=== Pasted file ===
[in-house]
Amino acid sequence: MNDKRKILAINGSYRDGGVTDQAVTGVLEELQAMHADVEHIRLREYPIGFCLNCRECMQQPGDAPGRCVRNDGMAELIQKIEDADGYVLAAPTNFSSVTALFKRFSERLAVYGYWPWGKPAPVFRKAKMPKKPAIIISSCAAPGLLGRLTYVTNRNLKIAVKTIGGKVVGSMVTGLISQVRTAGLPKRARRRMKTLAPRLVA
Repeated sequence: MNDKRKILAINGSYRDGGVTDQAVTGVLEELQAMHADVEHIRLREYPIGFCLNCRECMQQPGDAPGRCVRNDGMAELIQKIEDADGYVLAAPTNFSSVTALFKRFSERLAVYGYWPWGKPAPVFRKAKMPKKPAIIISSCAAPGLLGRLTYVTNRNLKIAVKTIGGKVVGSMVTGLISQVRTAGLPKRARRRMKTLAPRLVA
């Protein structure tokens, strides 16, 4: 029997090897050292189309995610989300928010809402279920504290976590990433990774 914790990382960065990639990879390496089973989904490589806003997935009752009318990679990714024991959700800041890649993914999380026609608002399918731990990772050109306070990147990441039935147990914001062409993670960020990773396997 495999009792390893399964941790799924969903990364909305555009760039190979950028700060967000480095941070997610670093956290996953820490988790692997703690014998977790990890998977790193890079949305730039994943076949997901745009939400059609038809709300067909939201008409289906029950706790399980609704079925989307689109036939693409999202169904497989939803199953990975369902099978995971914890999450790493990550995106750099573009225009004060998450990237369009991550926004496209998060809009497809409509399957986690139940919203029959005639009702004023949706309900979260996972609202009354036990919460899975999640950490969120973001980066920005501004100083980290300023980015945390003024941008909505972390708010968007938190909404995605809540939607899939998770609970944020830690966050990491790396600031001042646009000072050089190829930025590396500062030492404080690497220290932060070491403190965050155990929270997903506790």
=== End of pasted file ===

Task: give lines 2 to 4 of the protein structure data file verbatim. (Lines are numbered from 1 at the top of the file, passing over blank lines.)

Amino acid sequence: MNDKRKILAINGSYRDGGVTDQAVTGVLEELQAMHADVEHIRLREYPIGFCLNCRECMQQPGDAPGRCVRNDGMAELIQKIEDADGYVLAAPTNFSSVTALFKRFSERLAVYGYWPWGKPAPVFRKAKMPKKPAIIISSCAAPGLLGRLTYVTNRNLKIAVKTIGGKVVGSMVTGLISQVRTAGLPKRARRRMKTLAPRLVA
Repeated sequence: MNDKRKILAINGSYRDGGVTDQAVTGVLEELQAMHADVEHIRLREYPIGFCLNCRECMQQPGDAPGRCVRNDGMAELIQKIEDADGYVLAAPTNFSSVTALFKRFSERLAVYGYWPWGKPAPVFRKAKMPKKPAIIISSCAAPGLLGRLTYVTNRNLKIAVKTIGGKVVGSMVTGLISQVRTAGLPKRARRRMKTLAPRLVA
């Protein structure tokens, strides 16, 4: 029997090897050292189309995610989300928010809402279920504290976590990433990774 914790990382960065990639990879390496089973989904490589806003997935009752009318990679990714024991959700800041890649993914999380026609608002399918731990990772050109306070990147990441039935147990914001062409993670960020990773396997 495999009792390893399964941790799924969903990364909305555009760039190979950028700060967000480095941070997610670093956290996953820490988790692997703690014998977790990890998977790193890079949305730039994943076949997901745009939400059609038809709300067909939201008409289906029950706790399980609704079925989307689109036939693409999202169904497989939803199953990975369902099978995971914890999450790493990550995106750099573009225009004060998450990237369009991550926004496209998060809009497809409509399957986690139940919203029959005639009702004023949706309900979260996972609202009354036990919460899975999640950490969120973001980066920005501004100083980290300023980015945390003024941008909505972390708010968007938190909404995605809540939607899939998770609970944020830690966050990491790396600031001042646009000072050089190829930025590396500062030492404080690497220290932060070491403190965050155990929270997903506790």